Again Jesus spoke to them, saying, “I am the light of the world. Whoever follows me will not walk in darkness, but will have the light of life.” (John 8:12)
It was 0347 one cold, damp June morning. By 0348 I had put up the bounty. The hit was for waking me up so early.
“Mum, the tooth fairy came, the tooth fairy came!” The noise came from the tent across the grass path. The tooth fairy could not collect enough teeth to ever compare with the price on her head. I rolled over and went back to sleep, which was a good thing, as I knew I would spend much energy walking around the immense grounds of the Christian music festival I was attending that weekend.
Sleep was short-lived, as I heard the enthusiastic voice of the young boy talking about various things that mattered so little to me. “Ah, that’s the same voice that sealed that Dental Diva’s fate.” It was before 6am and I wasn’t happy. Should not the responsible parent tell the boy to quiet down so early in the morning? She did not.
I got up out of the tent, getting myself wet in the grass by crawling out as gracefully as my non-bending leg and prosthesis would let me. Some of my campmates were there greeting me for coffee and breakfast. Naturally, I moaned about the sleep disruptions, imitating the boy’s voice, recounting all that he said. No one else heard it, which made me sound even more grumpy.
I was in the campground for three nights and four days. As time went on, I learned who the little boy was. He was a very clean-cut kid, and ready to cautiously mix with anyone who would give him the time of day. I learned that he was on the autistic spectrum, and I suspected ADHD was also at play.
I began to feel a bit like Jonah. There I was, having unpleasant thoughts about this young lad (let’s give him a name: Eric). One can be so focused on negative behaviours, any thoughts of sharing Christ are crowded out. I didn’t want to do any acts of Godly charity, I just wanted him to be quiet so I could sleep. I could sleep. I…I…I. He was the Ninevite in my life. I did not care for his future. His family did not matter to me, I only wanted peace and quiet. What if his family heard me complaining about him?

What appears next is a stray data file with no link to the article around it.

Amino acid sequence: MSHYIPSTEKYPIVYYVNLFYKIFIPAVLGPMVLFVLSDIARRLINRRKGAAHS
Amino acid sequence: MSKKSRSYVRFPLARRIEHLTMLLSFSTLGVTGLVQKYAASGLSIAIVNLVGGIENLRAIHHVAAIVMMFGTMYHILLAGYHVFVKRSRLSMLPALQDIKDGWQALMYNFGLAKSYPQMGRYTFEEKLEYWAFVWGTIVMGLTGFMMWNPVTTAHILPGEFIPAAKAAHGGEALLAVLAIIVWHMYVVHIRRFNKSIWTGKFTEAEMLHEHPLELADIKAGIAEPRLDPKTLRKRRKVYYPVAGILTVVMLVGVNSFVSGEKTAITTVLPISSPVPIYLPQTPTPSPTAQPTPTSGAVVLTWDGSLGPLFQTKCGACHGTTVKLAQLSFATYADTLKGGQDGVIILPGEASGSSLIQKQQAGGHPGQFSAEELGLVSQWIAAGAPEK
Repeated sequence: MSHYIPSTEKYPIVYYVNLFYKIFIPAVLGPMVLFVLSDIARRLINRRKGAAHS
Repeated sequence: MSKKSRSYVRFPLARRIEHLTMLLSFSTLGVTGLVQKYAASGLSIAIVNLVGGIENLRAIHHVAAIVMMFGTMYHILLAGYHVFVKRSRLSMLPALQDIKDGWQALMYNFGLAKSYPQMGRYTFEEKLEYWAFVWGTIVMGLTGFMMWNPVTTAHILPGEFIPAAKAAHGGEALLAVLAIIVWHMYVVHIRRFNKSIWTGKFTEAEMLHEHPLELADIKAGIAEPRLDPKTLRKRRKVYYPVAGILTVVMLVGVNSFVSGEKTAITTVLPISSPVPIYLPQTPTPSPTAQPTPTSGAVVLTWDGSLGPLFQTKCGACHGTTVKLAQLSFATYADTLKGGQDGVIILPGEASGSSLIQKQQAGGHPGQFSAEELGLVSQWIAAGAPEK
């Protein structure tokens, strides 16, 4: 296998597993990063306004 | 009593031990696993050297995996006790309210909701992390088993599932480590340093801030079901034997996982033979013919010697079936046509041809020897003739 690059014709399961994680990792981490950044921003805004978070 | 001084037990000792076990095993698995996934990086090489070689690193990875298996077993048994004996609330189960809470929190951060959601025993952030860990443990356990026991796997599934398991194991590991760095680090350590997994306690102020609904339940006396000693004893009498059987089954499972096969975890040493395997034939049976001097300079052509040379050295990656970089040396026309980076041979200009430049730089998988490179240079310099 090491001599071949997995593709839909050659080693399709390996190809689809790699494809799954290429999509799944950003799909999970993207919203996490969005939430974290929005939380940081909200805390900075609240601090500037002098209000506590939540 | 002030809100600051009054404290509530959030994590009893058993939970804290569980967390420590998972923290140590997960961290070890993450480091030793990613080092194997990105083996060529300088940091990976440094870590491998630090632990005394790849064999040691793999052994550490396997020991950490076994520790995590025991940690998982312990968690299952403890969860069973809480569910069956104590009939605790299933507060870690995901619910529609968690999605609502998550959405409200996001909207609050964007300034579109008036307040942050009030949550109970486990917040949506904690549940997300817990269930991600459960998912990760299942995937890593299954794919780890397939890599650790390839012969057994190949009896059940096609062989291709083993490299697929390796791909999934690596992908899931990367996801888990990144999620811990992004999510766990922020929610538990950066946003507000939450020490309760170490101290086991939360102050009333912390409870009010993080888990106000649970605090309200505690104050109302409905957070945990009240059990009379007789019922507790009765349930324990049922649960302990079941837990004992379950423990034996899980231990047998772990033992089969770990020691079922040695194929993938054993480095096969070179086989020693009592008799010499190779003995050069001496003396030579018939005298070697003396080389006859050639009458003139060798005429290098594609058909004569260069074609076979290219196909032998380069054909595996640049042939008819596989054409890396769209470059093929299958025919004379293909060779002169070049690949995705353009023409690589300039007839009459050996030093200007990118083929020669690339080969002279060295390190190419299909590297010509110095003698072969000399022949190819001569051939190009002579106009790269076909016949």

Oh, my grumpy soul.
The last day came. Campers were packing their wet tents and bags. There was a quiet, peaceful buzz. People seemed occupied with their tasks, but not too hurried. Then I heard Eric’s voice again. He was no longer rejoicing over the Tooth Fairy. He was singing a song by Rend Collective, which he undoubtedly heard two nights earlier. “My Lighthouse, My Lighthouse…”. It was a repeated phrase. Ben, one of my fellow campers, joined in chorus, helping Eric with his words.
Later, I was sitting in my own little tent, rolling up my sleeping bag, my legs sticking out of the flap. Eric came close, curiously looked in, and began singing:
“My Lighthouse, my lighthouse…” he paused.
I smiled. “Shining in the darkness, I will follow you,” I sang, pointing back at him.
“My lighthouse, my lighthouse…”
I continued: “I will trust the promise, you will carry me safe to shore”
Together “oh oh oh oh oh oooohhh.”
One person in that duet was the same as he was going into that camp. It wasn’t me. I had gone from being a grumpy fairy-hatin’ fool to someone caring about this boy’s soul and his future.
As I continued packing my damp belongings, I came across my headlamp. Eric had flitted off somewhere else by then, and I was seeing the obvious. I strapped the headlamp on my head, switching it on and off one last time. It went to my pocket while I carried everything else to my van. I went back to the site one last time for a look around. On my way back out, there was Eric, with a young lady who may have been his mother.
“Hey, young man, it’s been nice to meet you.” The lady smiled. I asked, “Who’s your Lighthouse?” Not sure about my question, he answered “Rend Collective.” Excellent observation, I thought. “Well, I hope one day, you’ll find Jesus as your lighthouse.” You can be like this light right here. I showed him my headlamp and he said “wow, can I have it?” This was not a rude question. Eric was very quick to see things and he saw that I was giving it to him. As I showed him how it worked his mother said, “God bless you.”
I don’t know how long Eric will keep that light. He could lose it tomorrow, break it, throw it away or keep it. I have Hollywood movie-type images of him getting it out as an adult, the song in his head, thinking about the not-so-grumpy guy who gave it to him just before he goes out to preach a sermon from John 8:12.
Maybe. Or maybe one day he won’t have that light any more, but vaguely remember the seed that was planted many years ago. Maybe that seed will grow into a living faith. As for me, I am thankful that I did not have to sit in the shade of a giant gourd, only to have it eaten by a big worm. Instead, I drove home in the rain, thankful for Eric and God who gracefully worked on my heart.
14 “You are the light of the world. A city set on a hill cannot be hidden. 15 Nor do people light a lamp and put it under a basket, but on a stand, and it gives light to all in the house. (Matthew 5:14)